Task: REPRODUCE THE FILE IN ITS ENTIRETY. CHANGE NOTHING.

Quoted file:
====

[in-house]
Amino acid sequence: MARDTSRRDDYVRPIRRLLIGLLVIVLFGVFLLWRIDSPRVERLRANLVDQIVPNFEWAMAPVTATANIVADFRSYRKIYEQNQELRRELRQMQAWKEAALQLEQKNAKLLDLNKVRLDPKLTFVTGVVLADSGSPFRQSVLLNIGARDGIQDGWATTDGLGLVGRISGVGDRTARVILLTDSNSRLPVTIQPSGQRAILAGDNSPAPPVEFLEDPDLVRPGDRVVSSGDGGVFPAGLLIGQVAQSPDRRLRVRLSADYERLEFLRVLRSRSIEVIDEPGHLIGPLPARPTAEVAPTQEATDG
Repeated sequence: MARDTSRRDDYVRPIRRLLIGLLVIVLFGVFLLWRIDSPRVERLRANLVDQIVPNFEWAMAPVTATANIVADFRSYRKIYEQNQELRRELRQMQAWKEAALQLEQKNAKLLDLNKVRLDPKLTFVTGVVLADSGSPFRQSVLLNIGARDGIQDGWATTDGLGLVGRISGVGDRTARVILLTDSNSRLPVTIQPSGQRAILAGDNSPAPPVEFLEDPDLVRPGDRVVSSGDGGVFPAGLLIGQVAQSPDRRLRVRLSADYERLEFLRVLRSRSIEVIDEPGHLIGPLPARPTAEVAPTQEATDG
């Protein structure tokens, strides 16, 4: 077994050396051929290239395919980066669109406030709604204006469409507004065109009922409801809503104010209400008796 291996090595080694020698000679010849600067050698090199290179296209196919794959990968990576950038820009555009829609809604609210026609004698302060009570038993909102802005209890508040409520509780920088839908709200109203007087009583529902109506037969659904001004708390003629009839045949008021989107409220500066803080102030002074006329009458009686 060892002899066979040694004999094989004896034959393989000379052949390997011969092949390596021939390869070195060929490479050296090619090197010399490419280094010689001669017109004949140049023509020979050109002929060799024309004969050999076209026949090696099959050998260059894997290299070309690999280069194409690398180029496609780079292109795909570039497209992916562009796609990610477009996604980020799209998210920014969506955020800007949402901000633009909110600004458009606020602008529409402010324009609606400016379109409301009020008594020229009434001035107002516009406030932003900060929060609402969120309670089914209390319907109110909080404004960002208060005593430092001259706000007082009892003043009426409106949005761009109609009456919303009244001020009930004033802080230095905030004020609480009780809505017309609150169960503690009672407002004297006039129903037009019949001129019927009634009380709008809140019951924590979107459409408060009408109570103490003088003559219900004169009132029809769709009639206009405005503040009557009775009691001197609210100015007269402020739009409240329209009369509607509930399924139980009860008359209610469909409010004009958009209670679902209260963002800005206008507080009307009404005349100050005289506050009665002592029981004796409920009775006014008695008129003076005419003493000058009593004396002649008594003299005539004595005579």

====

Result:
[in-house]
Amino acid sequence: MARDTSRRDDYVRPIRRLLIGLLVIVLFGVFLLWRIDSPRVERLRANLVDQIVPNFEWAMAPVTATANIVADFRSYRKIYEQNQELRRELRQMQAWKEAALQLEQKNAKLLDLNKVRLDPKLTFVTGVVLADSGSPFRQSVLLNIGARDGIQDGWATTDGLGLVGRISGVGDRTARVILLTDSNSRLPVTIQPSGQRAILAGDNSPAPPVEFLEDPDLVRPGDRVVSSGDGGVFPAGLLIGQVAQSPDRRLRVRLSADYERLEFLRVLRSRSIEVIDEPGHLIGPLPARPTAEVAPTQEATDG
Repeated sequence: MARDTSRRDDYVRPIRRLLIGLLVIVLFGVFLLWRIDSPRVERLRANLVDQIVPNFEWAMAPVTATANIVADFRSYRKIYEQNQELRRELRQMQAWKEAALQLEQKNAKLLDLNKVRLDPKLTFVTGVVLADSGSPFRQSVLLNIGARDGIQDGWATTDGLGLVGRISGVGDRTARVILLTDSNSRLPVTIQPSGQRAILAGDNSPAPPVEFLEDPDLVRPGDRVVSSGDGGVFPAGLLIGQVAQSPDRRLRVRLSADYERLEFLRVLRSRSIEVIDEPGHLIGPLPARPTAEVAPTQEATDG
């Protein structure tokens, strides 16, 4: 077994050396051929290239395919980066669109406030709604204006469409507004065109009922409801809503104010209400008796 291996090595080694020698000679010849600067050698090199290179296209196919794959990968990576950038820009555009829609809604609210026609004698302060009570038993909102802005209890508040409520509780920088839908709200109203007087009583529902109506037969659904001004708390003629009839045949008021989107409220500066803080102030002074006329009458009686 060892002899066979040694004999094989004896034959393989000379052949390997011969092949390596021939390869070195060929490479050296090619090197010399490419280094010689001669017109004949140049023509020979050109002929060799024309004969050999076209026949090696099959050998260059894997290299070309690999280069194409690398180029496609780079292109795909570039497209992916562009796609990610477009996604980020799209998210920014969506955020800007949402901000633009909110600004458009606020602008529409402010324009609606400016379109409301009020008594020229009434001035107002516009406030932003900060929060609402969120309670089914209390319907109110909080404004960002208060005593430092001259706000007082009892003043009426409106949005761009109609009456919303009244001020009930004033802080230095905030004020609480009780809505017309609150169960503690009672407002004297006039129903037009019949001129019927009634009380709008809140019951924590979107459409408060009408109570103490003088003559219900004169009132029809769709009639206009405005503040009557009775009691001197609210100015007269402020739009409240329209009369509607509930399924139980009860008359209610469909409010004009958009209670679902209260963002800005206008507080009307009404005349100050005289506050009665002592029981004796409920009775006014008695008129003076005419003493000058009593004396002649008594003299005539004595005579």